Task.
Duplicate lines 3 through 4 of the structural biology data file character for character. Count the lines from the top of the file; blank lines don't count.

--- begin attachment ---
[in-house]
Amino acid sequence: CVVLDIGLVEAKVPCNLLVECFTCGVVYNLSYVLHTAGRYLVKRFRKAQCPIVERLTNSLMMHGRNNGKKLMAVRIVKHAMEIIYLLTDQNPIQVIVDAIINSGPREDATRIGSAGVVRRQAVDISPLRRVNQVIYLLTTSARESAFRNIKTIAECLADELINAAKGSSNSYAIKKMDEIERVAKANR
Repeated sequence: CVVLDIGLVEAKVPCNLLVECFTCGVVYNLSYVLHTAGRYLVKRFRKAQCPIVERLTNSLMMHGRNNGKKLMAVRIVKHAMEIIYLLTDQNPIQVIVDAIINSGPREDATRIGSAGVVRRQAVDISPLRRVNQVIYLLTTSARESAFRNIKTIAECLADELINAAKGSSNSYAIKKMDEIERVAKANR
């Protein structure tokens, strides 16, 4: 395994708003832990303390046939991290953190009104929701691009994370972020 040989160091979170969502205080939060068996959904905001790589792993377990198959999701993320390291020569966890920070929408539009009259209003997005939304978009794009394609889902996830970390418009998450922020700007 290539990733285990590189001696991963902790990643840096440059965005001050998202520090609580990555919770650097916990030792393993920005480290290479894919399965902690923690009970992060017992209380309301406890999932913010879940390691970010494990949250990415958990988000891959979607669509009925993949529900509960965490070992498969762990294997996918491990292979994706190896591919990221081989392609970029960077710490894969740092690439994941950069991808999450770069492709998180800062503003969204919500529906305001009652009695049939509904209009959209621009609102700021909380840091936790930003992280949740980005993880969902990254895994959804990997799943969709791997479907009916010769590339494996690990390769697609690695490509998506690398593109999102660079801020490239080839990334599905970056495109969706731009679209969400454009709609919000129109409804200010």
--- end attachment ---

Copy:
Repeated sequence: CVVLDIGLVEAKVPCNLLVECFTCGVVYNLSYVLHTAGRYLVKRFRKAQCPIVERLTNSLMMHGRNNGKKLMAVRIVKHAMEIIYLLTDQNPIQVIVDAIINSGPREDATRIGSAGVVRRQAVDISPLRRVNQVIYLLTTSARESAFRNIKTIAECLADELINAAKGSSNSYAIKKMDEIERVAKANR
């Protein structure tokens, strides 16, 4: 395994708003832990303390046939991290953190009104929701691009994370972020 040989160091979170969502205080939060068996959904905001790589792993377990198959999701993320390291020569966890920070929408539009009259209003997005939304978009794009394609889902996830970390418009998450922020700007 290539990733285990590189001696991963902790990643840096440059965005001050998202520090609580990555919770650097916990030792393993920005480290290479894919399965902690923690009970992060017992209380309301406890999932913010879940390691970010494990949250990415958990988000891959979607669509009925993949529900509960965490070992498969762990294997996918491990292979994706190896591919990221081989392609970029960077710490894969740092690439994941950069991808999450770069492709998180800062503003969204919500529906305001009652009695049939509904209009959209621009609102700021909380840091936790930003992280949740980005993880969902990254895994959804990997799943969709791997479907009916010769590339494996690990390769697609690695490509998506690398593109999102660079801020490239080839990334599905970056495109969706731009679209969400454009709609919000129109409804200010």